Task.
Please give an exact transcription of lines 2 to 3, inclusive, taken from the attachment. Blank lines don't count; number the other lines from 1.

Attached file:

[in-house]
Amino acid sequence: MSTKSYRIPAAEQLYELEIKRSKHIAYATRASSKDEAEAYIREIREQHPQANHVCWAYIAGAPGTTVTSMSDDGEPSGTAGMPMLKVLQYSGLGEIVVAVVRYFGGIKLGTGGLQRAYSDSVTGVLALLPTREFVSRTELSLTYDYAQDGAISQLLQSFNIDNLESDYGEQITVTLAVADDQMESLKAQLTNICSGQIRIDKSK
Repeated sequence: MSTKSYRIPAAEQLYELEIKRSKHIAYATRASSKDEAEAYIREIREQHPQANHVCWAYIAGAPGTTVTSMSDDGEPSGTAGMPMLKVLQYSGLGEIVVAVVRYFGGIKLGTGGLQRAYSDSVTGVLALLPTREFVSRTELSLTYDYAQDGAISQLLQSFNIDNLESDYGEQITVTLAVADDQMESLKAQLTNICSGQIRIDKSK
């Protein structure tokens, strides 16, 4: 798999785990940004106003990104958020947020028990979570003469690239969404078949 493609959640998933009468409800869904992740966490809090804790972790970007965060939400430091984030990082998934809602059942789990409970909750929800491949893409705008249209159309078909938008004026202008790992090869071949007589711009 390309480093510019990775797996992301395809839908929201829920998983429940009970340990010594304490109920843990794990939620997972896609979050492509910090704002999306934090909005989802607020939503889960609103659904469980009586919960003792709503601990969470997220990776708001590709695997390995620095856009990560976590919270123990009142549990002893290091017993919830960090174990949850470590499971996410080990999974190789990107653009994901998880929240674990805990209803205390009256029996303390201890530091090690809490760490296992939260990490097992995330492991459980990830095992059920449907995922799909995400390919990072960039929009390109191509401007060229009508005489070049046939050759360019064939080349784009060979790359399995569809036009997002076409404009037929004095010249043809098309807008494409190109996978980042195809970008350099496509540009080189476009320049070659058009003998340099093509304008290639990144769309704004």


Amino acid sequence: MSTKSYRIPAAEQLYELEIKRSKHIAYATRASSKDEAEAYIREIREQHPQANHVCWAYIAGAPGTTVTSMSDDGEPSGTAGMPMLKVLQYSGLGEIVVAVVRYFGGIKLGTGGLQRAYSDSVTGVLALLPTREFVSRTELSLTYDYAQDGAISQLLQSFNIDNLESDYGEQITVTLAVADDQMESLKAQLTNICSGQIRIDKSK
Repeated sequence: MSTKSYRIPAAEQLYELEIKRSKHIAYATRASSKDEAEAYIREIREQHPQANHVCWAYIAGAPGTTVTSMSDDGEPSGTAGMPMLKVLQYSGLGEIVVAVVRYFGGIKLGTGGLQRAYSDSVTGVLALLPTREFVSRTELSLTYDYAQDGAISQLLQSFNIDNLESDYGEQITVTLAVADDQMESLKAQLTNICSGQIRIDKSK